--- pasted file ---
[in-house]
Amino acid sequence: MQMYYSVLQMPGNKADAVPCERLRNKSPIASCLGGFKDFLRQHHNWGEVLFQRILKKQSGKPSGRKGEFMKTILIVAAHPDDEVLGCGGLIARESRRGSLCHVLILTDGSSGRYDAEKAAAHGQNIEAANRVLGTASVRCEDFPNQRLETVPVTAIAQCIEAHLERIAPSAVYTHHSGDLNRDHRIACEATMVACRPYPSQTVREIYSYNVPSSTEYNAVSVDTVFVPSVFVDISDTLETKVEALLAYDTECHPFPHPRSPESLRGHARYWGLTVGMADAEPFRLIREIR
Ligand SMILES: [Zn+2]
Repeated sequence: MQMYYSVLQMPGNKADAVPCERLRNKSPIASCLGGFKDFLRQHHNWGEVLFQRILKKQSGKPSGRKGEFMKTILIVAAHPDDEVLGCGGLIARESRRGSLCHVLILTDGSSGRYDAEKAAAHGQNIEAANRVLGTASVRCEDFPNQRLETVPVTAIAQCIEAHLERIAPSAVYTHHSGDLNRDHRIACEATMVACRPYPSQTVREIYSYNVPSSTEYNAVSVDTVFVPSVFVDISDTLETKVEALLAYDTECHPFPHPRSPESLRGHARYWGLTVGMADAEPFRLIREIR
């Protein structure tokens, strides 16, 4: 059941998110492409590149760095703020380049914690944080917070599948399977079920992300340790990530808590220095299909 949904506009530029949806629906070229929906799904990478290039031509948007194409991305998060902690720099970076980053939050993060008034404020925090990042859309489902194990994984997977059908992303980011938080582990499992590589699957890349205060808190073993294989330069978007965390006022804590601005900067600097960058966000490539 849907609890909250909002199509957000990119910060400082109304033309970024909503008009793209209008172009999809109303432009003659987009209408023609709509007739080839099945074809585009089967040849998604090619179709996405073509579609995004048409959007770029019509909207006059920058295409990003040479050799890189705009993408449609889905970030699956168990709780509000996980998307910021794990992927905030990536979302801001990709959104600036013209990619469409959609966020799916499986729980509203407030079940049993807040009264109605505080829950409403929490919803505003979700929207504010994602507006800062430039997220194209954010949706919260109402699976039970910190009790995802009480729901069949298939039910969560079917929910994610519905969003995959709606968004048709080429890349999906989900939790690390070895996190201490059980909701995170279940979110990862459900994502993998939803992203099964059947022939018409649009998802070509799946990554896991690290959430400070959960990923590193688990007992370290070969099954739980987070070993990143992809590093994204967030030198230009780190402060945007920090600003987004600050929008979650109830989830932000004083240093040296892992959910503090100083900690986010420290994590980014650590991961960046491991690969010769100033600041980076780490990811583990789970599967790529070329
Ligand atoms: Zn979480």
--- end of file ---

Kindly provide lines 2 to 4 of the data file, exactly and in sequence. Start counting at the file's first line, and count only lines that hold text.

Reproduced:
Amino acid sequence: MQMYYSVLQMPGNKADAVPCERLRNKSPIASCLGGFKDFLRQHHNWGEVLFQRILKKQSGKPSGRKGEFMKTILIVAAHPDDEVLGCGGLIARESRRGSLCHVLILTDGSSGRYDAEKAAAHGQNIEAANRVLGTASVRCEDFPNQRLETVPVTAIAQCIEAHLERIAPSAVYTHHSGDLNRDHRIACEATMVACRPYPSQTVREIYSYNVPSSTEYNAVSVDTVFVPSVFVDISDTLETKVEALLAYDTECHPFPHPRSPESLRGHARYWGLTVGMADAEPFRLIREIR
Ligand SMILES: [Zn+2]
Repeated sequence: MQMYYSVLQMPGNKADAVPCERLRNKSPIASCLGGFKDFLRQHHNWGEVLFQRILKKQSGKPSGRKGEFMKTILIVAAHPDDEVLGCGGLIARESRRGSLCHVLILTDGSSGRYDAEKAAAHGQNIEAANRVLGTASVRCEDFPNQRLETVPVTAIAQCIEAHLERIAPSAVYTHHSGDLNRDHRIACEATMVACRPYPSQTVREIYSYNVPSSTEYNAVSVDTVFVPSVFVDISDTLETKVEALLAYDTECHPFPHPRSPESLRGHARYWGLTVGMADAEPFRLIREIR